This is Lies, I’m Sitting Down

Dear Islanders,

Write some things. I want to read them. I’m bored here on sentry duty, watching the ships (somewhere, beyond the sea). I’m feeling old and lonely and worrying about bedsores because my only exercise is masturbation. No, I do pull-ups too.

Anyways… there’s a newish Julie Doiron song called ‘Consolation Prize’ and I just heard it and learned it wasn’t an Orange Juice cover. Oh well. It’s on this pretty rad mix.

Also, this happens:

Because I notice such things, I notice a bird. It’s a mina bird, which means it’s probably an escaped pet. It looks hungry and distraught. I walk up to the bird and hold out a scrap of the bread we’d brought to make sandwiches. The bird is unafraid and eagerly perches on my forefinger while he eats. Mina birds can talk, and this one keeps repeating, “Simon Says” over and over.

I want to clench my fist and crush his spindly little legs. I’m convinced he’s related to the Wandering Jew, to Simon Laecadameon, to the Simon of the letter with the knives and thumbs. The bird eats contentedly and choruses that name, or that child’s game. I let him finish the bread and fly off. He only goes a few feet, stops, tilts his head 30 degrees and stares at my chest. “Simon Says. Simon Says.”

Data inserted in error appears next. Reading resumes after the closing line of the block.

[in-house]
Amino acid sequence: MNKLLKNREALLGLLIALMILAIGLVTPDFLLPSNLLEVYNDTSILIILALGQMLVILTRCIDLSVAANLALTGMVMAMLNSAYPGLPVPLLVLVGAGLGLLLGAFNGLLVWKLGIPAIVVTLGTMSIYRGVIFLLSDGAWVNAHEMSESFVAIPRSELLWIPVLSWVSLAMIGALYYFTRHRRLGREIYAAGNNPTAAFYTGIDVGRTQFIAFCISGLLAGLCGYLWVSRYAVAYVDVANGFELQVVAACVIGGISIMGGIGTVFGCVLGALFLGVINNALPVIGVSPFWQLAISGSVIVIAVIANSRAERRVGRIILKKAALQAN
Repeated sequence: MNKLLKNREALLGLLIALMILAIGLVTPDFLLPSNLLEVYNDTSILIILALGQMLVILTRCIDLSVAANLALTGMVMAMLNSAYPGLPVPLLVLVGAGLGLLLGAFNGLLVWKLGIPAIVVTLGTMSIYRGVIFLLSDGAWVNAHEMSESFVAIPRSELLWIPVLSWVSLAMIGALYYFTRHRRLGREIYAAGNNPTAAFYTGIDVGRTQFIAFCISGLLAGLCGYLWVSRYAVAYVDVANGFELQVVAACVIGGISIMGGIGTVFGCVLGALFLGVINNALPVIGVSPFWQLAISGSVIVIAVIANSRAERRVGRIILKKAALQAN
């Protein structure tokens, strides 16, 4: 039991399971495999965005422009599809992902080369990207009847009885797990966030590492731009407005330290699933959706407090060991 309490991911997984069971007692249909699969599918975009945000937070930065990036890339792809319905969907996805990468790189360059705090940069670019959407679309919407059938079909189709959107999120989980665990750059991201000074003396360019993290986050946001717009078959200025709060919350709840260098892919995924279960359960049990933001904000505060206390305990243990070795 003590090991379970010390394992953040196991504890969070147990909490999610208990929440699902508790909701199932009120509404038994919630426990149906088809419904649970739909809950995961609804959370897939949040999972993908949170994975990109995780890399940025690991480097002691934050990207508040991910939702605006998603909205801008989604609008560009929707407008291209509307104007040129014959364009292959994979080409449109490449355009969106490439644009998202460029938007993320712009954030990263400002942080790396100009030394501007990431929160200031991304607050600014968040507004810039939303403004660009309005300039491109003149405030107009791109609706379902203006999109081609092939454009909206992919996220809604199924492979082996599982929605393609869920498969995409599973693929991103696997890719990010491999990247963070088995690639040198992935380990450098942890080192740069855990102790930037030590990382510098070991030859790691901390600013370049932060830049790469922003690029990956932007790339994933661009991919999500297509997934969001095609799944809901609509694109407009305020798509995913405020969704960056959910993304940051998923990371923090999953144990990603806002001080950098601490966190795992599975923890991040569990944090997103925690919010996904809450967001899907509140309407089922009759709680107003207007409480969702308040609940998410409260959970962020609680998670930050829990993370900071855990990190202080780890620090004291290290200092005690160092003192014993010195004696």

Laura hardly watches and isn’t listening. She’s busy studying her map. We’d driven to the exact center-point out of a kind of poetic impulse, but really we should be canvassing the closest town. I take Laura’s shoulder in my hand and squeeze harder than I mean to. She’s angry until I say “Listen” and she hears the intensity in my voice and then the name coming out of the bird. She folds up her map.

The mina bird returns his head to its standard position and hops to a slightly further branch. Laura, not wanting the bird to leave us, immediately fetches another piece of bread from the car and places it in my still-open hand. The mina resumes his perch on my finger, begins pecking at the bread. His talons dig into my skin and his beak punctures me when he strikes after the last crumbs. He flies off again, leaving my hand welling up with blood from a dozen tiny pricks.

This time, the mina bird does not stop his flight to watch me. He calls out his “Simon Says” a few times while still in earshot and then we lose track of him in the forest. Laura and I climb back into the car and drive to the town. I bleed slowly onto the steering wheel. We don’t say anything except to clarify directions.


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January 2009
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